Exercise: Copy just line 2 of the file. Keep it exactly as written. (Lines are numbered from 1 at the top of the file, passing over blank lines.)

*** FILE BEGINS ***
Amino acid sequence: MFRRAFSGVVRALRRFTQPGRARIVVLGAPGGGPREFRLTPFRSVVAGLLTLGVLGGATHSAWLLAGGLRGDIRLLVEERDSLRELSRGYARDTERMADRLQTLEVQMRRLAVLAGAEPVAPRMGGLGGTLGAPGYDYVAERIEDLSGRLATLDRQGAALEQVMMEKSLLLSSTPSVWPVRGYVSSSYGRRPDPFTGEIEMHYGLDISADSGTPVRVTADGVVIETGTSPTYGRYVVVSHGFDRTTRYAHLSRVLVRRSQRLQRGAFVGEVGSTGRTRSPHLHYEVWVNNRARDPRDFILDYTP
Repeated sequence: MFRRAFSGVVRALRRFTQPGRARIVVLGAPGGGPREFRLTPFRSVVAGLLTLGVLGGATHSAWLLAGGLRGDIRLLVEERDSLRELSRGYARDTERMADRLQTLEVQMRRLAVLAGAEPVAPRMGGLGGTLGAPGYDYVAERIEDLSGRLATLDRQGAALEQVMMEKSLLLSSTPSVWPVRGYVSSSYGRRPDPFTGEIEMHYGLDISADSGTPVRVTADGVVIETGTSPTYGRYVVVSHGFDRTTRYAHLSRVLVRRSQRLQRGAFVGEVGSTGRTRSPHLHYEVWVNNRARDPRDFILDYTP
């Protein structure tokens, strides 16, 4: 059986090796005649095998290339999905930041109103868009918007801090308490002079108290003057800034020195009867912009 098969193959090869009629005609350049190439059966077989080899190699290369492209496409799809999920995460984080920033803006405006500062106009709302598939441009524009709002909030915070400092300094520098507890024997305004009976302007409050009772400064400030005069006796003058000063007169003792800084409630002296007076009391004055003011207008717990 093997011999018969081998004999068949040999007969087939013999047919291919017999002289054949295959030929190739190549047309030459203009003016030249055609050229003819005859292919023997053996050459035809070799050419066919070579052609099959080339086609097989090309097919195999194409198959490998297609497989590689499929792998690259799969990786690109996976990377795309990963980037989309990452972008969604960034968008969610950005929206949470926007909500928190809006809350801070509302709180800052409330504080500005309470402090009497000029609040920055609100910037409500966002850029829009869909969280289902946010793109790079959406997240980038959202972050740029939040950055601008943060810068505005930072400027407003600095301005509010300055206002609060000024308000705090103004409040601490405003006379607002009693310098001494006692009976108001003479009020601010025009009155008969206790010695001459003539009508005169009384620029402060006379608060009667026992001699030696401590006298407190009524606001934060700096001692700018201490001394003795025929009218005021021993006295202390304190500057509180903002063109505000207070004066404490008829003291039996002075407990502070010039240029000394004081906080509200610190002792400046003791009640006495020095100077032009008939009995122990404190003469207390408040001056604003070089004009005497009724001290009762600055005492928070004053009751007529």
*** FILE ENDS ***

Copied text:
Repeated sequence: MFRRAFSGVVRALRRFTQPGRARIVVLGAPGGGPREFRLTPFRSVVAGLLTLGVLGGATHSAWLLAGGLRGDIRLLVEERDSLRELSRGYARDTERMADRLQTLEVQMRRLAVLAGAEPVAPRMGGLGGTLGAPGYDYVAERIEDLSGRLATLDRQGAALEQVMMEKSLLLSSTPSVWPVRGYVSSSYGRRPDPFTGEIEMHYGLDISADSGTPVRVTADGVVIETGTSPTYGRYVVVSHGFDRTTRYAHLSRVLVRRSQRLQRGAFVGEVGSTGRTRSPHLHYEVWVNNRARDPRDFILDYTP